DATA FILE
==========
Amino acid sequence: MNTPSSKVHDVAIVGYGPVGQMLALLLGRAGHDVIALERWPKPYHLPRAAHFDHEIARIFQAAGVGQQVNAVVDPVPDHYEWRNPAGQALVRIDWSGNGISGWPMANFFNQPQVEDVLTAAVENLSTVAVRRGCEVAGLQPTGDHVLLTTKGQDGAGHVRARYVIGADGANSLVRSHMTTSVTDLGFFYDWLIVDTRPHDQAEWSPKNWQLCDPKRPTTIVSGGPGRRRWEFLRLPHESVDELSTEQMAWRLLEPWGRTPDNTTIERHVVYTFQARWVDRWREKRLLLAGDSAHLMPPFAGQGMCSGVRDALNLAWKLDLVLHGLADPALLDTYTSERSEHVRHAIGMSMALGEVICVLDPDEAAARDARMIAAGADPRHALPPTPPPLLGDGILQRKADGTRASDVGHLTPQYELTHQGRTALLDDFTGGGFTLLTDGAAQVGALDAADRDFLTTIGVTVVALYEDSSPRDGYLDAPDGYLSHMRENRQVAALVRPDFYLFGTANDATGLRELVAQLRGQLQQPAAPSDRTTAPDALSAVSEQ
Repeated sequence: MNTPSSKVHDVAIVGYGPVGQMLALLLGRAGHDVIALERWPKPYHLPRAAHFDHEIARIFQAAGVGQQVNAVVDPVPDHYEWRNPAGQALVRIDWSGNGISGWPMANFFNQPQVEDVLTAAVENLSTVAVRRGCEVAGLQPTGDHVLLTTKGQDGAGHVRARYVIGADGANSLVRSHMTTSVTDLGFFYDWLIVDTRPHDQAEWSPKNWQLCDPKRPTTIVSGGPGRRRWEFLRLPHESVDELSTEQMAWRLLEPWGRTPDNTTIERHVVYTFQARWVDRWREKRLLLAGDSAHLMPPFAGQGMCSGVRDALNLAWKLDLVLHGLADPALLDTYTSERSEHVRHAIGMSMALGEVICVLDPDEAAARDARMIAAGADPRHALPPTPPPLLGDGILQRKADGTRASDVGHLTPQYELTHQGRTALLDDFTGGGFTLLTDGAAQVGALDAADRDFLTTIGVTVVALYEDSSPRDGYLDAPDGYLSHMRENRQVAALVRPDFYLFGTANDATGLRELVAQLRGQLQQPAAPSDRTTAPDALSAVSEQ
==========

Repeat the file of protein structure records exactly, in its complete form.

Amino acid sequence: MNTPSSKVHDVAIVGYGPVGQMLALLLGRAGHDVIALERWPKPYHLPRAAHFDHEIARIFQAAGVGQQVNAVVDPVPDHYEWRNPAGQALVRIDWSGNGISGWPMANFFNQPQVEDVLTAAVENLSTVAVRRGCEVAGLQPTGDHVLLTTKGQDGAGHVRARYVIGADGANSLVRSHMTTSVTDLGFFYDWLIVDTRPHDQAEWSPKNWQLCDPKRPTTIVSGGPGRRRWEFLRLPHESVDELSTEQMAWRLLEPWGRTPDNTTIERHVVYTFQARWVDRWREKRLLLAGDSAHLMPPFAGQGMCSGVRDALNLAWKLDLVLHGLADPALLDTYTSERSEHVRHAIGMSMALGEVICVLDPDEAAARDARMIAAGADPRHALPPTPPPLLGDGILQRKADGTRASDVGHLTPQYELTHQGRTALLDDFTGGGFTLLTDGAAQVGALDAADRDFLTTIGVTVVALYEDSSPRDGYLDAPDGYLSHMRENRQVAALVRPDFYLFGTANDATGLRELVAQLRGQLQQPAAPSDRTTAPDALSAVSEQ
Repeated sequence: MNTPSSKVHDVAIVGYGPVGQMLALLLGRAGHDVIALERWPKPYHLPRAAHFDHEIARIFQAAGVGQQVNAVVDPVPDHYEWRNPAGQALVRIDWSGNGISGWPMANFFNQPQVEDVLTAAVENLSTVAVRRGCEVAGLQPTGDHVLLTTKGQDGAGHVRARYVIGADGANSLVRSHMTTSVTDLGFFYDWLIVDTRPHDQAEWSPKNWQLCDPKRPTTIVSGGPGRRRWEFLRLPHESVDELSTEQMAWRLLEPWGRTPDNTTIERHVVYTFQARWVDRWREKRLLLAGDSAHLMPPFAGQGMCSGVRDALNLAWKLDLVLHGLADPALLDTYTSERSEHVRHAIGMSMALGEVICVLDPDEAAARDARMIAAGADPRHALPPTPPPLLGDGILQRKADGTRASDVGHLTPQYELTHQGRTALLDDFTGGGFTLLTDGAAQVGALDAADRDFLTTIGVTVVALYEDSSPRDGYLDAPDGYLSHMRENRQVAALVRPDFYLFGTANDATGLRELVAQLRGQLQQPAAPSDRTTAPDALSAVSEQ